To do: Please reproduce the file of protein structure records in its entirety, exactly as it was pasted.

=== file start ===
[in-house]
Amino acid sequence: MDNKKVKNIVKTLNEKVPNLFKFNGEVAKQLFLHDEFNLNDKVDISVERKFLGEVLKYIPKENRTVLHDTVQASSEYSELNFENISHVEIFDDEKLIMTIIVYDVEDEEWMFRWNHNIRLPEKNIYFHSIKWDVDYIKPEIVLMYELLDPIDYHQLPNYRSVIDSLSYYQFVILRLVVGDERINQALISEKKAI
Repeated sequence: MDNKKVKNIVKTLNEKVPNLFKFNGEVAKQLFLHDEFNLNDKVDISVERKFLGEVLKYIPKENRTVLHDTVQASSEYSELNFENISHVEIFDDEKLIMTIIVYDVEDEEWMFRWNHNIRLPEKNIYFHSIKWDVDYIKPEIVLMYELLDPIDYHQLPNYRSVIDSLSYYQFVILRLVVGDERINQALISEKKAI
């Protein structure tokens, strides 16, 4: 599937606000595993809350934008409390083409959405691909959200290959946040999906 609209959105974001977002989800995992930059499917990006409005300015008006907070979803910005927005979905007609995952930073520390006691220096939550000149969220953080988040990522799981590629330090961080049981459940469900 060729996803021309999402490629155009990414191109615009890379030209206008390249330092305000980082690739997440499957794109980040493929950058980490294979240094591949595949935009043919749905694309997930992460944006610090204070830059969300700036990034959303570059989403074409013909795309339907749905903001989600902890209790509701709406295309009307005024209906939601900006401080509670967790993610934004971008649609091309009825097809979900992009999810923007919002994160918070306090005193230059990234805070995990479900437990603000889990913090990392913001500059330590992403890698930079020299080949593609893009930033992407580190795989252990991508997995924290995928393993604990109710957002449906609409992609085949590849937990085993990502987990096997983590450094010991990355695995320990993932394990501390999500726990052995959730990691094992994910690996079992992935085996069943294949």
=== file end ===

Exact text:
[in-house]
Amino acid sequence: MDNKKVKNIVKTLNEKVPNLFKFNGEVAKQLFLHDEFNLNDKVDISVERKFLGEVLKYIPKENRTVLHDTVQASSEYSELNFENISHVEIFDDEKLIMTIIVYDVEDEEWMFRWNHNIRLPEKNIYFHSIKWDVDYIKPEIVLMYELLDPIDYHQLPNYRSVIDSLSYYQFVILRLVVGDERINQALISEKKAI
Repeated sequence: MDNKKVKNIVKTLNEKVPNLFKFNGEVAKQLFLHDEFNLNDKVDISVERKFLGEVLKYIPKENRTVLHDTVQASSEYSELNFENISHVEIFDDEKLIMTIIVYDVEDEEWMFRWNHNIRLPEKNIYFHSIKWDVDYIKPEIVLMYELLDPIDYHQLPNYRSVIDSLSYYQFVILRLVVGDERINQALISEKKAI
């Protein structure tokens, strides 16, 4: 599937606000595993809350934008409390083409959405691909959200290959946040999906 609209959105974001977002989800995992930059499917990006409005300015008006907070979803910005927005979905007609995952930073520390006691220096939550000149969220953080988040990522799981590629330090961080049981459940469900 060729996803021309999402490629155009990414191109615009890379030209206008390249330092305000980082690739997440499957794109980040493929950058980490294979240094591949595949935009043919749905694309997930992460944006610090204070830059969300700036990034959303570059989403074409013909795309339907749905903001989600902890209790509701709406295309009307005024209906939601900006401080509670967790993610934004971008649609091309009825097809979900992009999810923007919002994160918070306090005193230059990234805070995990479900437990603000889990913090990392913001500059330590992403890698930079020299080949593609893009930033992407580190795989252990991508997995924290995928393993604990109710957002449906609409992609085949590849937990085993990502987990096997983590450094010991990355695995320990993932394990501390999500726990052995959730990691094992994910690996079992992935085996069943294949």